SEPANG: Online games, including PlayerUnknown’s Battleground (PUBG), should not be linked to elements of violence as what happened in Christchurch, New Zealand on Friday, said Youth and Sports Minister Syed Saddiq Syed Abdul Rahman (pix).
“Believe me, whether or not there are (online) games (with elements of shooting), if people (suspects) already have extremist views … they will commit violence,” he told reporters after Prime Minister Tun Dr Mahathir Mohamad launched the Asia GT Festival at the Sepang International Circuit (SIC) here today.
He further explained that the game had nothing to do with the violence which occurred (in Christchurch).
“We must give respect to the victims. Does this mean that we must ban all the games because they have some similarities to the shooting incident? I feel that there’s more to it (the Christchurch incident).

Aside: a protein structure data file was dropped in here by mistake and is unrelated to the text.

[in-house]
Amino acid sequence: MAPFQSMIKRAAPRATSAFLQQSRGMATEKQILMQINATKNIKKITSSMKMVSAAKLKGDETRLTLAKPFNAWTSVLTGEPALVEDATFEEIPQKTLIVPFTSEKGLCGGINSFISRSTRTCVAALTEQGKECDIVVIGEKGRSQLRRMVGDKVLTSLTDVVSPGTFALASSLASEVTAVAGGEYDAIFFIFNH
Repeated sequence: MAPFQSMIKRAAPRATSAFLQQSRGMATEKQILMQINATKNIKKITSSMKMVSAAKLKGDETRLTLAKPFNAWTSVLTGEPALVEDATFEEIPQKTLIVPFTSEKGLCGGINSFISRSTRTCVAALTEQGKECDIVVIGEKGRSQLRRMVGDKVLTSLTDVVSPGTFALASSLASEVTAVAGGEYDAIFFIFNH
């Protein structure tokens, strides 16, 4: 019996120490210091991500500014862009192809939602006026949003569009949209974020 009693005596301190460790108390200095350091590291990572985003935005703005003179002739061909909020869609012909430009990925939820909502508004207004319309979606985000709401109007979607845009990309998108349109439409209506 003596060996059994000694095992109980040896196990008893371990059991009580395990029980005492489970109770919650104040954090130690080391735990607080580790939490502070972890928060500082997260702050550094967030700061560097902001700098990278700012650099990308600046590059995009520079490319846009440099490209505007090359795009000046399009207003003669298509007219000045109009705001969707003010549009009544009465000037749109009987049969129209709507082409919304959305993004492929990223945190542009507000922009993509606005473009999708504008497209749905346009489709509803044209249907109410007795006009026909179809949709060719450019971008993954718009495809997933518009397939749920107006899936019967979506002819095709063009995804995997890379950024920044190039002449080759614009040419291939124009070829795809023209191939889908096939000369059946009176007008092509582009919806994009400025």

“Even when there was no PUBG, violence still occurred. So, let’s not be quick to blame it on one thing,” he said.
Syed Saddiq was quick to point out that violence should be condemned by everyone because it contradicted the humanitarian principles steadfastly held by Malaysians and communities worldwide.
The PUBG game drew the attention of netizens as it was said to be similar to the armed assault on two mosques in Christchurch on Friday, which left 50 people dead.
A few days ago Gujarat became the only state in India to ban the PUBG game after it sparked concern among parents who viewed the game as a bad influence due to its violent nature.
According to media reports, the game has been uploaded by more than 100 million users worldwide. — Bernama